History is not kind to queer stories. How many times have there been letters left in the attic or basement, long-forgotten since their original senders have passed on – delicate spidery script written on fragile parchment, touching declarations of devotion and love despite a time when that love was — and still is— considered forbidden? Today we have existence of our queer ancestry preserved from the likes of literatures from queer icons such as Virginia Woolf and Emily Dickinson, but those are the exceptions. Oftentimes queer history has often been censored, ignored, or even straight-washed by the likes of straight historians, who look at narratives of two women so intimately wrapped in each other’s lives only to declare them “gal pals”.
Perhaps this, too, would have been the story of Terry Donahue and Pat Henschel, two women who met when such loves were still secret. Except it wasn’t. In Chris Bolan’s touching documentary A Secret Love we see his dedication to telling his great aunts’ love story, an epic romance that spanned over seven decades, told in undeniable and unapologetic detail.
The film begins with Terry and Pat discussing moving out of the home they’ve lived in together in St. Charles, Illinois. While Pat laments the idea of going to Edmonton, Canada, of not being pleased with the idea of being in the frozen north, Terry genially claims that she “don’t care where we go. As long as we’re together we’ll be happy.”
The film weaves back and forth between the past and the present, between memory and history. Through personal testimonies and in the letters they wrote to each other, we watch Terry and Pat trace their personal histories and the beginning of their relationship together. Both grew up in conservative households, later hiding the reality of their relationship to their biological families under the disguise of “friendship.” The two reflect on the reality of queer history as they’ve known it, the anti-queer hostility of the 40s and the Lavender Scare homophobia of the 50s and 60s. While discussing the frequent raids of the era that accompanied the gay bars (a symbolically significant site of queer alliance and community in extremely homophobic times), Terry and Pat discuss how they feared even going to going to those bars, fearful of losing their green cards.
The movie makes nods to other significant portions of the past, including early women’s professional baseball. While the famous 1992 sports film, A League of Their Own, hinted at the queer dynamics of this sport, A Secret Love takes an authentic look at the scene by reviewing Terry’s career as a professional baseball player with the Peoria Redwings. At one point in the film, she even proudly talks about how she keeps a couple of signed baseball cards at hand in her purse to give out to fans who are in awe of her career, a living reality of a cinematic wonder. While queer women in sports have often been erased or ignored by mainstream media— a hurtful testament to the way misogyny interacts with history— it’s lovely to see a quiet icon such as Terry acknowledged for the legacy she made in breaking gender barriers in athletics.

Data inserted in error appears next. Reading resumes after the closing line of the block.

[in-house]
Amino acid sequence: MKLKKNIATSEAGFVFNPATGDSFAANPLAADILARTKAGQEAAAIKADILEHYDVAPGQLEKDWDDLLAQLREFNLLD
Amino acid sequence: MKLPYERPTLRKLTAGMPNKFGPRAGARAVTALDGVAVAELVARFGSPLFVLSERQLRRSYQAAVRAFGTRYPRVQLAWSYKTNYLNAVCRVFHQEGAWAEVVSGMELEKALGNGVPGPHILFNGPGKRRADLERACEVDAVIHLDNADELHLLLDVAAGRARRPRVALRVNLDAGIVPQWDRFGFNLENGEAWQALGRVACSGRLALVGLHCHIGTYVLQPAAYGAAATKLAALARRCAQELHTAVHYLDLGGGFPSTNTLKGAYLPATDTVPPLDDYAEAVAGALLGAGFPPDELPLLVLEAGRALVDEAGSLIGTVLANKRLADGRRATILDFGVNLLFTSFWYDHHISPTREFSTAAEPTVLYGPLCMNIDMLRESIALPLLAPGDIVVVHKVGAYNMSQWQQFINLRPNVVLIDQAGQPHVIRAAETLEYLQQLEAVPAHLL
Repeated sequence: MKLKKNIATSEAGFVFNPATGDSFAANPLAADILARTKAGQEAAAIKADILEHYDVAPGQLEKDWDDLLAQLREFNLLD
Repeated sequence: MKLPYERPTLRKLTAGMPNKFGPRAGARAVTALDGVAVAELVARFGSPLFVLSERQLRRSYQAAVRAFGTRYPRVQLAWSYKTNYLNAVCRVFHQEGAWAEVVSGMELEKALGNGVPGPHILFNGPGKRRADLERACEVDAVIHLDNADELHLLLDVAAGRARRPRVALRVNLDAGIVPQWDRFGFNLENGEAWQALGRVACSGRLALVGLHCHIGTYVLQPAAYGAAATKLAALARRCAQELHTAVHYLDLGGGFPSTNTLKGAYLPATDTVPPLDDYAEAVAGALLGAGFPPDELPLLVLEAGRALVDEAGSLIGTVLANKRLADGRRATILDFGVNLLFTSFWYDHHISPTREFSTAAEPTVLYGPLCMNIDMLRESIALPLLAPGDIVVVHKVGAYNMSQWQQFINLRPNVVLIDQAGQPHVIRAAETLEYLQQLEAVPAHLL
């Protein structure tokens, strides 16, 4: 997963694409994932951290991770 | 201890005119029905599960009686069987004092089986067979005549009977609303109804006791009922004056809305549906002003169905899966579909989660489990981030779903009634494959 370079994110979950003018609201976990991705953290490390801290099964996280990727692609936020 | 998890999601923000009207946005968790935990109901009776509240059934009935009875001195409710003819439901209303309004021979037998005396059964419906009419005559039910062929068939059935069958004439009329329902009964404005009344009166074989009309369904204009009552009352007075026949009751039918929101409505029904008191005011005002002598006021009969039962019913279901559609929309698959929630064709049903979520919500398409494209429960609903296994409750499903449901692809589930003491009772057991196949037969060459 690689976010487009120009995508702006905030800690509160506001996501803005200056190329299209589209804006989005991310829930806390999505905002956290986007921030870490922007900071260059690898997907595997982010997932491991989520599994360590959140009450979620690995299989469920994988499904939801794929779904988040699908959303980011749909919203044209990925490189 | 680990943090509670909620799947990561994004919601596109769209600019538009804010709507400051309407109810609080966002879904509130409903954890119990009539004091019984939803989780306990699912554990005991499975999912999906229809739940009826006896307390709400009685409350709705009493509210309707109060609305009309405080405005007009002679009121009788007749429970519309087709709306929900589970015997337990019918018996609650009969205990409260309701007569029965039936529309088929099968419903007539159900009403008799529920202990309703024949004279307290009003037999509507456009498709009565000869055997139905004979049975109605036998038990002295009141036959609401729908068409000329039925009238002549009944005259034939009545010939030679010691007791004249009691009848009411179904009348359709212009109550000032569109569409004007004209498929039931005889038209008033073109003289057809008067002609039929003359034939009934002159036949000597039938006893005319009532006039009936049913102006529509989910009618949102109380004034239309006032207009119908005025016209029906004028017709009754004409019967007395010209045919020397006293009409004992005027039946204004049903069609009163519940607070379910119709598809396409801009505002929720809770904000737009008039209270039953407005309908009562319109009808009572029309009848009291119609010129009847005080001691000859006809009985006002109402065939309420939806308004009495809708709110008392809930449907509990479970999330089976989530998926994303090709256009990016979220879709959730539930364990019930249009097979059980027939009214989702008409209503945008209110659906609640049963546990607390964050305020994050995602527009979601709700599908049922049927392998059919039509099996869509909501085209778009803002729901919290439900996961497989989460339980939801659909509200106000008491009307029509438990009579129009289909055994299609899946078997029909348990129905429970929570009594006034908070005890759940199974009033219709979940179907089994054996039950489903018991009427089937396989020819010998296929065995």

As the film rolls on, the challenges of this octogenarian queer couple are highlighted. Because of the AIDS pandemic and historical and emotional erasure of those considered deviants from society’s cisheteropatriarchal norms, many of our queer elders did not survive to old age. With Pat and Terry we are given a rare glimpse into what these elders could have have become, brave and resilient souls, despite the mirrored reflection of their wrinkles and struggles.
In a beautifully heartbreaking moment, we see the two wed under a blue and white balloon arch, surrounded by their loved ones promising to love and honor each other, a promise they’ve already kept their whole lives, but are wonderfully able to celebrate it out in the open, rings and all. In all the cinematic history of weddings, the words “Now you may kiss the bride” may have never been sweeter.
A Secret Love is sentimental in the most genuine sense of the word. Watching these two women pour over the contents of a life built together, reading their love poems in the house they shared, exchanging rings in front of supportive family and friends is a testament to the strength of queer veterans who have faced battles big and small so that many of us can live our lives out openly today. From their time in professional women’s baseball during World War Two to their eventual ceremony together— a feat achieved right before Terry’s passing—queer viewers are given an opportunity to see the span of a full queer love story come to bloom,
Like the Doris Day song the film’s title was derived from, many have had “a secret love / That lived within the heart of me / All too soon my secret love / Became impatient to be free.” Yet as Terry and Pat’s story show, that secret love is no secret anymore.
Michele Kirichanskaya is an intersectional feminist and multi-spectrum geek living in New York. In addition to reading, watching cartoons, and spending time with family, she also spends time trying to write for as any websites as possible, including Lambda Literary, GeeksOut!, ComicsVerse, BLENDtw, Mindfray, Bookstr, and more.